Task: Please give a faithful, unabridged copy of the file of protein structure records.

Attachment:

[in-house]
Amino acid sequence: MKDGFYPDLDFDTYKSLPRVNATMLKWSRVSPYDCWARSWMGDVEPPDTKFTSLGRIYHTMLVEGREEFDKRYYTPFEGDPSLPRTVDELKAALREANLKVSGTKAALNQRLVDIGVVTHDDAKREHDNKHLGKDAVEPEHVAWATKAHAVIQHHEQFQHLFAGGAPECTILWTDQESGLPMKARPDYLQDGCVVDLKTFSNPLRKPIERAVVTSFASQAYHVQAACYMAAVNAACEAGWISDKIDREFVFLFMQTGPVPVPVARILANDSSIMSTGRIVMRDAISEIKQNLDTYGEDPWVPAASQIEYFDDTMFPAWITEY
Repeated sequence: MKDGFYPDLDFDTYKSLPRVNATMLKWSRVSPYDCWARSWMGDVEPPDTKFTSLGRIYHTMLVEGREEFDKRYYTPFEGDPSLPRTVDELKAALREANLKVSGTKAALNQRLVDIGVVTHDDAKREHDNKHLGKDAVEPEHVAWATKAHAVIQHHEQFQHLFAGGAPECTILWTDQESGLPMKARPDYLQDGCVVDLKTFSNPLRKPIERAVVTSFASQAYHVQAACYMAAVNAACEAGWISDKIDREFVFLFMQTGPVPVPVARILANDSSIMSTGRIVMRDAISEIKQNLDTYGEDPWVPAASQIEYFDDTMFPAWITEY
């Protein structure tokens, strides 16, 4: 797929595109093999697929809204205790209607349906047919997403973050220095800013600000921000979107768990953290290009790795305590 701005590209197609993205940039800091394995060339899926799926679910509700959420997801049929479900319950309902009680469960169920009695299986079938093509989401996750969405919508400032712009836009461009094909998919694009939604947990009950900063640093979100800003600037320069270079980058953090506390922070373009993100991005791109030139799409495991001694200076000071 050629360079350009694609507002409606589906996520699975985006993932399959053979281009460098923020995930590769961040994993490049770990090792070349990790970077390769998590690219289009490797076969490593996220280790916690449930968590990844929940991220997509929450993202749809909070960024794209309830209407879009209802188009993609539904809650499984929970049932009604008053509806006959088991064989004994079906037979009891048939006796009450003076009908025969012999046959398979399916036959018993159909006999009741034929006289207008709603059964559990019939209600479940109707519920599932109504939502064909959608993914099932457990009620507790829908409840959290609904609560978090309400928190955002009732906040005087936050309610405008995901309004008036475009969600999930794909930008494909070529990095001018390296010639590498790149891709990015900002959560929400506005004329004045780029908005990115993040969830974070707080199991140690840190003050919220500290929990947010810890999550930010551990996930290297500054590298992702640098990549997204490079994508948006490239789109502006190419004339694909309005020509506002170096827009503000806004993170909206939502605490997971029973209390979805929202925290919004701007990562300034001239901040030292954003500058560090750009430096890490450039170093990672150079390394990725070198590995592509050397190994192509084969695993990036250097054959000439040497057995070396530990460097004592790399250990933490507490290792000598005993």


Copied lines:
[in-house]
Amino acid sequence: MKDGFYPDLDFDTYKSLPRVNATMLKWSRVSPYDCWARSWMGDVEPPDTKFTSLGRIYHTMLVEGREEFDKRYYTPFEGDPSLPRTVDELKAALREANLKVSGTKAALNQRLVDIGVVTHDDAKREHDNKHLGKDAVEPEHVAWATKAHAVIQHHEQFQHLFAGGAPECTILWTDQESGLPMKARPDYLQDGCVVDLKTFSNPLRKPIERAVVTSFASQAYHVQAACYMAAVNAACEAGWISDKIDREFVFLFMQTGPVPVPVARILANDSSIMSTGRIVMRDAISEIKQNLDTYGEDPWVPAASQIEYFDDTMFPAWITEY
Repeated sequence: MKDGFYPDLDFDTYKSLPRVNATMLKWSRVSPYDCWARSWMGDVEPPDTKFTSLGRIYHTMLVEGREEFDKRYYTPFEGDPSLPRTVDELKAALREANLKVSGTKAALNQRLVDIGVVTHDDAKREHDNKHLGKDAVEPEHVAWATKAHAVIQHHEQFQHLFAGGAPECTILWTDQESGLPMKARPDYLQDGCVVDLKTFSNPLRKPIERAVVTSFASQAYHVQAACYMAAVNAACEAGWISDKIDREFVFLFMQTGPVPVPVARILANDSSIMSTGRIVMRDAISEIKQNLDTYGEDPWVPAASQIEYFDDTMFPAWITEY
């Protein structure tokens, strides 16, 4: 797929595109093999697929809204205790209607349906047919997403973050220095800013600000921000979107768990953290290009790795305590 701005590209197609993205940039800091394995060339899926799926679910509700959420997801049929479900319950309902009680469960169920009695299986079938093509989401996750969405919508400032712009836009461009094909998919694009939604947990009950900063640093979100800003600037320069270079980058953090506390922070373009993100991005791109030139799409495991001694200076000071 050629360079350009694609507002409606589906996520699975985006993932399959053979281009460098923020995930590769961040994993490049770990090792070349990790970077390769998590690219289009490797076969490593996220280790916690449930968590990844929940991220997509929450993202749809909070960024794209309830209407879009209802188009993609539904809650499984929970049932009604008053509806006959088991064989004994079906037979009891048939006796009450003076009908025969012999046959398979399916036959018993159909006999009741034929006289207008709603059964559990019939209600479940109707519920599932109504939502064909959608993914099932457990009620507790829908409840959290609904609560978090309400928190955002009732906040005087936050309610405008995901309004008036475009969600999930794909930008494909070529990095001018390296010639590498790149891709990015900002959560929400506005004329004045780029908005990115993040969830974070707080199991140690840190003050919220500290929990947010810890999550930010551990996930290297500054590298992702640098990549997204490079994508948006490239789109502006190419004339694909309005020509506002170096827009503000806004993170909206939502605490997971029973209390979805929202925290919004701007990562300034001239901040030292954003500058560090750009430096890490450039170093990672150079390394990725070198590995592509050397190994192509084969695993990036250097054959000439040497057995070396530990460097004592790399250990933490507490290792000598005993």